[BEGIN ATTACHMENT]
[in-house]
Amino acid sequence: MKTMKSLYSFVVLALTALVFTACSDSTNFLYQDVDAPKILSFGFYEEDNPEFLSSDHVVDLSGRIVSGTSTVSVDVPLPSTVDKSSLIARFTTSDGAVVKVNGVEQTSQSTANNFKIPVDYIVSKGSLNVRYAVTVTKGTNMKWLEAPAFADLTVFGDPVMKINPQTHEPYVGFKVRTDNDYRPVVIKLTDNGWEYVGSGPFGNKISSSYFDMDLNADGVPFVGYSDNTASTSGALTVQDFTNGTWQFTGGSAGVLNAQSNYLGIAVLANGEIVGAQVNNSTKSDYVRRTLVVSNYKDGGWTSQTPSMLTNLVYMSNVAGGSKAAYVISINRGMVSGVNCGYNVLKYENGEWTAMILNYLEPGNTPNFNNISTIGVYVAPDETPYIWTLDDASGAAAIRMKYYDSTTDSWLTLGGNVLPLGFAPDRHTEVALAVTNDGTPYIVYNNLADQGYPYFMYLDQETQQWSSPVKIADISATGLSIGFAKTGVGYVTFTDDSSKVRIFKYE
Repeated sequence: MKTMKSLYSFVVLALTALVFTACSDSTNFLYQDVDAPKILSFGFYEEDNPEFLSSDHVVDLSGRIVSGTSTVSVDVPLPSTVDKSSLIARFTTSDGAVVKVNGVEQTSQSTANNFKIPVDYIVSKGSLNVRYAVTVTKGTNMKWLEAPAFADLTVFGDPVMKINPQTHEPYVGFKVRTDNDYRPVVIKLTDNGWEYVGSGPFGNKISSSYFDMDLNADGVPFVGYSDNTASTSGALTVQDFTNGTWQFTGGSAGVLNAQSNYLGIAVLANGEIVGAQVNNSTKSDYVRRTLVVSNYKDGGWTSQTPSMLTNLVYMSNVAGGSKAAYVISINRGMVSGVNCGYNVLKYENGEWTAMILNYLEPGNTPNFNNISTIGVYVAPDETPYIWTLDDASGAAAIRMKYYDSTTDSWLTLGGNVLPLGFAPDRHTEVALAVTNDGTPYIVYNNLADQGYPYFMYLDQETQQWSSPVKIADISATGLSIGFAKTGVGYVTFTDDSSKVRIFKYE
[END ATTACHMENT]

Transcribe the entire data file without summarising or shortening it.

[in-house]
Amino acid sequence: MKTMKSLYSFVVLALTALVFTACSDSTNFLYQDVDAPKILSFGFYEEDNPEFLSSDHVVDLSGRIVSGTSTVSVDVPLPSTVDKSSLIARFTTSDGAVVKVNGVEQTSQSTANNFKIPVDYIVSKGSLNVRYAVTVTKGTNMKWLEAPAFADLTVFGDPVMKINPQTHEPYVGFKVRTDNDYRPVVIKLTDNGWEYVGSGPFGNKISSSYFDMDLNADGVPFVGYSDNTASTSGALTVQDFTNGTWQFTGGSAGVLNAQSNYLGIAVLANGEIVGAQVNNSTKSDYVRRTLVVSNYKDGGWTSQTPSMLTNLVYMSNVAGGSKAAYVISINRGMVSGVNCGYNVLKYENGEWTAMILNYLEPGNTPNFNNISTIGVYVAPDETPYIWTLDDASGAAAIRMKYYDSTTDSWLTLGGNVLPLGFAPDRHTEVALAVTNDGTPYIVYNNLADQGYPYFMYLDQETQQWSSPVKIADISATGLSIGFAKTGVGYVTFTDDSSKVRIFKYE
Repeated sequence: MKTMKSLYSFVVLALTALVFTACSDSTNFLYQDVDAPKILSFGFYEEDNPEFLSSDHVVDLSGRIVSGTSTVSVDVPLPSTVDKSSLIARFTTSDGAVVKVNGVEQTSQSTANNFKIPVDYIVSKGSLNVRYAVTVTKGTNMKWLEAPAFADLTVFGDPVMKINPQTHEPYVGFKVRTDNDYRPVVIKLTDNGWEYVGSGPFGNKISSSYFDMDLNADGVPFVGYSDNTASTSGALTVQDFTNGTWQFTGGSAGVLNAQSNYLGIAVLANGEIVGAQVNNSTKSDYVRRTLVVSNYKDGGWTSQTPSMLTNLVYMSNVAGGSKAAYVISINRGMVSGVNCGYNVLKYENGEWTAMILNYLEPGNTPNFNNISTIGVYVAPDETPYIWTLDDASGAAAIRMKYYDSTTDSWLTLGGNVLPLGFAPDRHTEVALAVTNDGTPYIVYNNLADQGYPYFMYLDQETQQWSSPVKIADISATGLSIGFAKTGVGYVTFTDDSSKVRIFKYE